- rigidity of thinking
- personality changes
Describe the epidemiology, pathophysiology, and symptoms of Alzheimer's disease.
- 47% over 85yrs
- 2:1 female:male
- prognosis of 5yrs
Insidious onset (affects memory - hippocampus - first)
- unsure of things
- repeating questions
- short-term memory problems (hippocampus; can usually remember events from childhood clearly)
- difficulty recognising objects and faces (temporal lobe)
- become lost; dressing dyspraxia (parietal lobe)
- passivity; inability to initiate, carry on, and sequence tasks; loss of social functions, incontinence (frontal lobe)
- beta-amyloid deposits in brain
- global cortical atrophy
Describe the epidemiology, pathophysiology, and symptoms of Lewy body dementia.
- 1:1 male:female
- 8yr prognosis after initial symptoms
- prominent visual hallucinations
- REM sleep behaviour disorder (no muscle atonia ---> act out dreams which are freq. frightening/violent)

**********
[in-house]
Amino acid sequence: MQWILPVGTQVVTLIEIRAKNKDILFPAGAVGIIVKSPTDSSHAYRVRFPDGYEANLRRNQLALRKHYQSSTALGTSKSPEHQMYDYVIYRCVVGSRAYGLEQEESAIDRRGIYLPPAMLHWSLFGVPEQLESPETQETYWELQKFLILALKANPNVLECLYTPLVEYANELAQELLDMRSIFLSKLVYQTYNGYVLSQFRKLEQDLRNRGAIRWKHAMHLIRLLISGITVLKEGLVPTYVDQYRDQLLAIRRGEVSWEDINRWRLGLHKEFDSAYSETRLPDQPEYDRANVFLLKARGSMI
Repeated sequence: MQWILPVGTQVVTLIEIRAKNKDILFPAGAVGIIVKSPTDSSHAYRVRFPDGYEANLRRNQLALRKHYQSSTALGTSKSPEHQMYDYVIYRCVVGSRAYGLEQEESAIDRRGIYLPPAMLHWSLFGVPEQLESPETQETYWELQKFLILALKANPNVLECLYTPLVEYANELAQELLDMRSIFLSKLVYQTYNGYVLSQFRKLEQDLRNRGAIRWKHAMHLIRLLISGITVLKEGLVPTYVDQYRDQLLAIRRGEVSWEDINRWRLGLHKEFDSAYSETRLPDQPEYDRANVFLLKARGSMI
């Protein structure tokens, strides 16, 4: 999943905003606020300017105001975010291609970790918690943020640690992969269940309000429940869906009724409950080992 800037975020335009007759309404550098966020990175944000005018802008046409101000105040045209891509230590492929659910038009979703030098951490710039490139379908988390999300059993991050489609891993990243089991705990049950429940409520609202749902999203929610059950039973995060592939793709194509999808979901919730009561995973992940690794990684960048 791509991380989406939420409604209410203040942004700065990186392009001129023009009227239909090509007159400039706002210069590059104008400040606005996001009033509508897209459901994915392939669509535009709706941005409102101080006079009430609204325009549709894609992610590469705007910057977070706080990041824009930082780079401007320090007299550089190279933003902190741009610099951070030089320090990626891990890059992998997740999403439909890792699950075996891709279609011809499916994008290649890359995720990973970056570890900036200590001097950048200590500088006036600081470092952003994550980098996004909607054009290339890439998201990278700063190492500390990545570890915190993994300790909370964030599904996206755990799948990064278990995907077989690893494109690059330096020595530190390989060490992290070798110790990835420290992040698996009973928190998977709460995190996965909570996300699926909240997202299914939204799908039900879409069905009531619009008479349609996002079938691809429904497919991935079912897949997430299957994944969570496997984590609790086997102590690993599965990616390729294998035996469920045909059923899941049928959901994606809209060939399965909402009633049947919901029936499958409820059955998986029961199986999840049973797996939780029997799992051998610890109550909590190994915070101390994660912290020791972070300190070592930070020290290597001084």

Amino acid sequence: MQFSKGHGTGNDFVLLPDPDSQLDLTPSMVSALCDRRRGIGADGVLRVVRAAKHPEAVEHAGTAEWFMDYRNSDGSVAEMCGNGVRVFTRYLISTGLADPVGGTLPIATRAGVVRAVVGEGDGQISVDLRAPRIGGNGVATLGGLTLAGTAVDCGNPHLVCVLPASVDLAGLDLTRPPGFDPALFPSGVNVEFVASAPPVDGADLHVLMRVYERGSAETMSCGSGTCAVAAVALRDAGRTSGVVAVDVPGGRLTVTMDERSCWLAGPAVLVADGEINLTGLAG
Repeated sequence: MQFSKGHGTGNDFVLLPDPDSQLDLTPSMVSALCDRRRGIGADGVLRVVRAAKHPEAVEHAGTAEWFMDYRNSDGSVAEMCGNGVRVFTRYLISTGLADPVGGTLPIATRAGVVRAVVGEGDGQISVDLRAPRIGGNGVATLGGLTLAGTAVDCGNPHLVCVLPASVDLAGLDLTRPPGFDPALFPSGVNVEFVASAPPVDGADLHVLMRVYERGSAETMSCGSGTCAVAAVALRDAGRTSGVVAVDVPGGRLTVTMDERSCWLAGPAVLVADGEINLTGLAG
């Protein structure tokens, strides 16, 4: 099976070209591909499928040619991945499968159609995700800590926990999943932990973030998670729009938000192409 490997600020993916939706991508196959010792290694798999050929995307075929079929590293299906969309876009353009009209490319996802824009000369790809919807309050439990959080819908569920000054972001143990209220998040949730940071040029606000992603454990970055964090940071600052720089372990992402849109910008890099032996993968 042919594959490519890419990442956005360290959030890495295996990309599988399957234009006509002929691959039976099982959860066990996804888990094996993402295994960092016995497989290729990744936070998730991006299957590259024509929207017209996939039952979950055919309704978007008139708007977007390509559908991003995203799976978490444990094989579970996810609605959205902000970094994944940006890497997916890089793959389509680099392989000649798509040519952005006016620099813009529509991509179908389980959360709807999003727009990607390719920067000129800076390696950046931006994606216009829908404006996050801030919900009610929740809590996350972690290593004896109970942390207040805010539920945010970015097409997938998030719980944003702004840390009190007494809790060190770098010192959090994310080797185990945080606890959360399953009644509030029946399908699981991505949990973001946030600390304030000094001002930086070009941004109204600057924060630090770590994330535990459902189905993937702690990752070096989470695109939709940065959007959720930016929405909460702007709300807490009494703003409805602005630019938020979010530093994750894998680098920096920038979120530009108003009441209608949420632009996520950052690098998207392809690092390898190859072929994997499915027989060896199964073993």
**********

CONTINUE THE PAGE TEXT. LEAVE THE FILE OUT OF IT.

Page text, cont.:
- haloperidol sensitivity ---> worsening movement difficulties, speech/swallowing problems
note: fluctuates in severity from day to day (differentiates from delirium)
PATHOPHYSIOLOGY: alpha-synuclein deposits
Describe the epidemiology, pathophysiology, and symptoms of fronto-temporal dementia.
Includes Pick's disease, primary progressive aphasia)
- 1:1 male:female
- family history in ~10%-15%
- may be associated with movement disorders e.g. motor neurone disease, progressive supranuclear palsy
- loss of inhibition
- inappropriate social behaviour
- loss of motivation without depression
- loss of empathy/sympathy
- change in preferences
- repetitive/compulsive/ritualistic behaviours
- loss of control over eating/drinking
- difficulties with planning, organisation, and decision making
- lack of insight
- loss of awareness of personal hygiene
- loss of vocabulary with fluency of speech
- asking meaning of familiar words
- loss of recognition of familiar faces/objects
- slow, hesitant, difficult speech
- grammatical errors in speech
- impaired understanding of complex sentences